Was there one specific event or inspiration that motivated you to expand operations?

EDDY G.: “To me, I always look at concert venues. I’m a DJ, so I’m very passionate about that side. New York City, it had so many big venues. One of them I respected so much was Crobar. Crobar was such a beautiful experience. It was such an amazing venue. If I ever had the chance to do it, I told myself, ‘now, I’m taking the chance with expansion.’ Even if I have 2,000 people in the venue, I can size it so that it looks like I don’t have an empty building. I can still make the place feel incredible, even with only 1,000 people. We’ve had Bad Bunny and Ozuna for my birthday. We had both of them for my birthday. That was another amazing experience.”

What kind of standard would you like to set with these types of multi-complex experiences to fans, and how are you looking to make a unique impact on NYC/NJ club culture?

Eddy G.: I believe I already did it by building venues that have multiple uses. For example, back in the day, if there was a Sunday NFL football game on TV, you never went to Pacha to watch the NY Giants. Also, when you went to a sports bar, you never went there to hear Little Louie Vega DJ! I’m combining the best sports bar with major nightlife venues. Or on nights where it’s a major venue, I can turn my place into a sports bar during the day. The secret is being able to have multiple uses within the same space. When you come to barCode, you can sit down, eat, watch a sporting event, you can shoot pool. If it’s a Saturday night, we close the pool tables and now we have a space that’s utilized for nightlife, so tonight we might have Tiësto. This allows me to become a multi-use venue. We’re open seven days a week, which is very unusual for a nightclub. I can size it for [what] I need. I can open a section for 300 to 400 people, for example, and because we have retractable walls, I can pull those back for a bigger show and now you have a 5,000-capacity venue.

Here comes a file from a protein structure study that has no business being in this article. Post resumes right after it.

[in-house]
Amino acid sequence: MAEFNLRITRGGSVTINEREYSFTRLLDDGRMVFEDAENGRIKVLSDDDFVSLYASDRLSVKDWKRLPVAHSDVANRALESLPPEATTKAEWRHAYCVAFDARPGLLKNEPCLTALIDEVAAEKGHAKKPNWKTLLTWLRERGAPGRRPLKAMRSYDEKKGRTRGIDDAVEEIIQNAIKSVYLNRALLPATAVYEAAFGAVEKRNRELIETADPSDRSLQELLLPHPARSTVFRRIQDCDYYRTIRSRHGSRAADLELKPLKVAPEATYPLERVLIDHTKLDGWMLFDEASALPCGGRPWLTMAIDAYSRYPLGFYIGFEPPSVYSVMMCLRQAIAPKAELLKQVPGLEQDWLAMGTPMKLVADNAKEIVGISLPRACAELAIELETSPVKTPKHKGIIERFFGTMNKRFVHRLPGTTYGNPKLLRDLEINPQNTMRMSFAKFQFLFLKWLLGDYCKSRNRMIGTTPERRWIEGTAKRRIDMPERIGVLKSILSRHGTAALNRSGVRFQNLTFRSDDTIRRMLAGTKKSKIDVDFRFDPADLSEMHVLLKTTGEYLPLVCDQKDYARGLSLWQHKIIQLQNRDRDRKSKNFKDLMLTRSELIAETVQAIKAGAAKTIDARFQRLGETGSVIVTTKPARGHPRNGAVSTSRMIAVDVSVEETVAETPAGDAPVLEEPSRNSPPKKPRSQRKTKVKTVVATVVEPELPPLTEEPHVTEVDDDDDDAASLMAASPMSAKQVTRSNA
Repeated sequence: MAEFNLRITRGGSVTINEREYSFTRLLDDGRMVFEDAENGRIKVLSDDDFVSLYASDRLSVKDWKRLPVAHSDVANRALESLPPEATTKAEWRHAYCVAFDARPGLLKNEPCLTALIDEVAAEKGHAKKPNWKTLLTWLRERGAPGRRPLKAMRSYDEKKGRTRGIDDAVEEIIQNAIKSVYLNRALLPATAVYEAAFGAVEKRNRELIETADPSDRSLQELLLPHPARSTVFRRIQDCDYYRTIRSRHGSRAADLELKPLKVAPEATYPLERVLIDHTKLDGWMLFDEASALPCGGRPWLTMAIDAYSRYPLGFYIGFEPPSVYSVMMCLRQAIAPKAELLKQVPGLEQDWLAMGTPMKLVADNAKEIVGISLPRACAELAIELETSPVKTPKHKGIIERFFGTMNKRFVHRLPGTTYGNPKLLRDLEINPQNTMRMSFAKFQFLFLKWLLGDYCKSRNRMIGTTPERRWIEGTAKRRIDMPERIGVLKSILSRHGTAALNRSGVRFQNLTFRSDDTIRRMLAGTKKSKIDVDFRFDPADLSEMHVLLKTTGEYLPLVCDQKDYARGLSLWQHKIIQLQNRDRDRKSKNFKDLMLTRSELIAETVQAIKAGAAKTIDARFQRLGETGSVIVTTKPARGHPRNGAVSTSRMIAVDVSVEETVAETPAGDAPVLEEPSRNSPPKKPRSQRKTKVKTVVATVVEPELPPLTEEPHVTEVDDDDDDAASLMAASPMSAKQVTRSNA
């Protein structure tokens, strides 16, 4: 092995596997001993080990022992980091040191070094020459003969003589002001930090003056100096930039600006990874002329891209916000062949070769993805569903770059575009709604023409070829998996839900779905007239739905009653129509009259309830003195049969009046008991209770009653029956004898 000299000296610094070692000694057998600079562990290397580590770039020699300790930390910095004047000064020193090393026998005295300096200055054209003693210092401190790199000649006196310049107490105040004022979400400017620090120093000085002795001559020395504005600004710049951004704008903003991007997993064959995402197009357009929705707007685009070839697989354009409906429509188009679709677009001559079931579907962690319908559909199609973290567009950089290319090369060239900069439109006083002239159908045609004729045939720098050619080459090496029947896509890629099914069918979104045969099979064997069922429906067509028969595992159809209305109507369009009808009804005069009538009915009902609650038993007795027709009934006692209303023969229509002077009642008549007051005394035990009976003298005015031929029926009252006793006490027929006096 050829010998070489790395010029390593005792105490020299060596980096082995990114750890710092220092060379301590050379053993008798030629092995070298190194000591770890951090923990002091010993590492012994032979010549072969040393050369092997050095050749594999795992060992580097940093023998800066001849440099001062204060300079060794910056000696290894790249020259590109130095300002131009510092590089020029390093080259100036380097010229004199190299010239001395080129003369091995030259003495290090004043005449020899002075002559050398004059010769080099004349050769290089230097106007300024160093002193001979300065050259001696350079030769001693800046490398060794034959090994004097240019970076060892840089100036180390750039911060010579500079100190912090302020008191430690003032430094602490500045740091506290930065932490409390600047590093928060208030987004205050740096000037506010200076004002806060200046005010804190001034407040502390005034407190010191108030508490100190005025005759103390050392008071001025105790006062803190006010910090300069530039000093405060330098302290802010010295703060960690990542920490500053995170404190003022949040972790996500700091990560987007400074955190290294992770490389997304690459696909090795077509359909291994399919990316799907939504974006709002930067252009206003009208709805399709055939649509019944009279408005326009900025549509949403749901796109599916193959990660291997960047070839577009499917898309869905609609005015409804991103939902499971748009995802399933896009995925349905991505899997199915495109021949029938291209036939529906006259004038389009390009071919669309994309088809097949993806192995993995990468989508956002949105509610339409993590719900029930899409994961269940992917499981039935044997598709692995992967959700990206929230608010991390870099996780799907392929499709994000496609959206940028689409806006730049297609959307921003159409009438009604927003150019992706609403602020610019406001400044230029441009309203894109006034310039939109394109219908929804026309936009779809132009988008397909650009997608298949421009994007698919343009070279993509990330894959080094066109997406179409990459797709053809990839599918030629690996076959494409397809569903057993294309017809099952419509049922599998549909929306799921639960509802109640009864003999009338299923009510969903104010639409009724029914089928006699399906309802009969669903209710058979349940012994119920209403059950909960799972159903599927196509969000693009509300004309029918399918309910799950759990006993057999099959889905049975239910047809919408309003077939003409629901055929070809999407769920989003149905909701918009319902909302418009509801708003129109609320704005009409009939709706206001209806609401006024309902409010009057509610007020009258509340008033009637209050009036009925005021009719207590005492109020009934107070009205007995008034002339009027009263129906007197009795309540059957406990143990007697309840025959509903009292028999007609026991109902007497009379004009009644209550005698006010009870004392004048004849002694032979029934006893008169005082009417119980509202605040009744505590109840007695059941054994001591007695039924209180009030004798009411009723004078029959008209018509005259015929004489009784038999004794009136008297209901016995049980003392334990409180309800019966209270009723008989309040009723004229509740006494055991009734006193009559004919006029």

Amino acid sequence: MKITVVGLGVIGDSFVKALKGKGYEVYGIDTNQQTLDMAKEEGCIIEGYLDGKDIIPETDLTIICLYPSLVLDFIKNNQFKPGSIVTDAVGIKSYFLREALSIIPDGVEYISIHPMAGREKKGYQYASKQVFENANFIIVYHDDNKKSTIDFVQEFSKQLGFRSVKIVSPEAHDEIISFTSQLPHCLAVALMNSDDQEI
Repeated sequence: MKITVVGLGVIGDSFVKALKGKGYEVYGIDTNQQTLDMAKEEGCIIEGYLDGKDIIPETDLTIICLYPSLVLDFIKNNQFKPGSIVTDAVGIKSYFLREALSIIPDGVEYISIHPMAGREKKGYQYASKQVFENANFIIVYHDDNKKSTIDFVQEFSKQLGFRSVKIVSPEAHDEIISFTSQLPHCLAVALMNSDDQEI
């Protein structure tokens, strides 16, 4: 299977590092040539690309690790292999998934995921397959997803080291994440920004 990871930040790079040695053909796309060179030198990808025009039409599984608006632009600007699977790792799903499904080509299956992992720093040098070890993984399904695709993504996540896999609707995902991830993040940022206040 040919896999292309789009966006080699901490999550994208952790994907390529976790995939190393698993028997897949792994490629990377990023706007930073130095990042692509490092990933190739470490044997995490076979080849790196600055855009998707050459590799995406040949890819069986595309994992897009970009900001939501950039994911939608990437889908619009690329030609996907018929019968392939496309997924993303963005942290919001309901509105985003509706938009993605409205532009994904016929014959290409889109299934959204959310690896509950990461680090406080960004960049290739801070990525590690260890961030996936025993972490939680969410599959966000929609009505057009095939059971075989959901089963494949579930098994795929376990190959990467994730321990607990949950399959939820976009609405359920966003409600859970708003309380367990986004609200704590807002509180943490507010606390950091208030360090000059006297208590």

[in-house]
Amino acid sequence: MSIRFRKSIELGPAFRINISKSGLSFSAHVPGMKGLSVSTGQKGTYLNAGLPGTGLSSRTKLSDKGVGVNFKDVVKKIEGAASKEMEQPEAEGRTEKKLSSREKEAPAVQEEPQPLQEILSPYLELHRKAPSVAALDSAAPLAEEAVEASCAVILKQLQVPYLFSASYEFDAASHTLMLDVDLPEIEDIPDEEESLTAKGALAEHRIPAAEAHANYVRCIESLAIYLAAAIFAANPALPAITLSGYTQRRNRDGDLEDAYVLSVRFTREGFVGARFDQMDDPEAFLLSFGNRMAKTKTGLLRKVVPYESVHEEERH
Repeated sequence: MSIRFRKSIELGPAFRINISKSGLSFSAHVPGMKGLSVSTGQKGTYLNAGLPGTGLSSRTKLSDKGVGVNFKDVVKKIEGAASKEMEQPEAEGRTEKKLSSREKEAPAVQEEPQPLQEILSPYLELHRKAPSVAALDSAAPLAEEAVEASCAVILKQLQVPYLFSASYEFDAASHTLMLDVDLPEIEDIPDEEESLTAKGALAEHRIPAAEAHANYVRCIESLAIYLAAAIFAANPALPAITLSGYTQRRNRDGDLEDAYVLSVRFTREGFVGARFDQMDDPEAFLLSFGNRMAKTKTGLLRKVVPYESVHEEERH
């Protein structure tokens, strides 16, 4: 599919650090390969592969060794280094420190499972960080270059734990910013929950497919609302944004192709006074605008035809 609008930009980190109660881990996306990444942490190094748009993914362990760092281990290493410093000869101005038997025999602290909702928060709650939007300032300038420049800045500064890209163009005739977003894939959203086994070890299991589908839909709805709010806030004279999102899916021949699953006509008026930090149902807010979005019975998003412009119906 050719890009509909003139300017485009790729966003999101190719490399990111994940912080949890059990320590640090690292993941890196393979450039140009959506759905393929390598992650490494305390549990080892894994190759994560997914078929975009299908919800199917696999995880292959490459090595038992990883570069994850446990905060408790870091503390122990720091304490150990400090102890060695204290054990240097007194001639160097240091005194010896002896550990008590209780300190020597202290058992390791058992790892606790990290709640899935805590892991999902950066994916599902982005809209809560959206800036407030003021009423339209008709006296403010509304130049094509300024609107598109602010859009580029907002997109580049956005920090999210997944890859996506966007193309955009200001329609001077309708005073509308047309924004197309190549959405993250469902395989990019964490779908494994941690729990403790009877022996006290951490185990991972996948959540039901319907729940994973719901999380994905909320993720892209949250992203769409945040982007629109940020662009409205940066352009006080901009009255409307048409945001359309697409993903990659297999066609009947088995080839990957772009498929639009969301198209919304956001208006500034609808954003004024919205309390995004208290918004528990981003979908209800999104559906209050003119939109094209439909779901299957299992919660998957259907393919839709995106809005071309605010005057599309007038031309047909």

In terms of what makes barCode special, there’s nothing else like it. It’s a venue that’s not just one thing. Typically, a lot of venues stamp themselves to a specific genre. Back in the day, when you went to Pacha, you never thought you’d hear salsa or merengue music. I’m creating a small version of Madison Square Garden. I want to be able to work with all different types of markets, where I can bring in Travis Scott one night, the day after that, Tiësto, the day after that I can have a country artist, and after that, I can have a Mexican band. I haven’t had a country artist yet, but I would love to start.

Featured image: Alejandro Cruz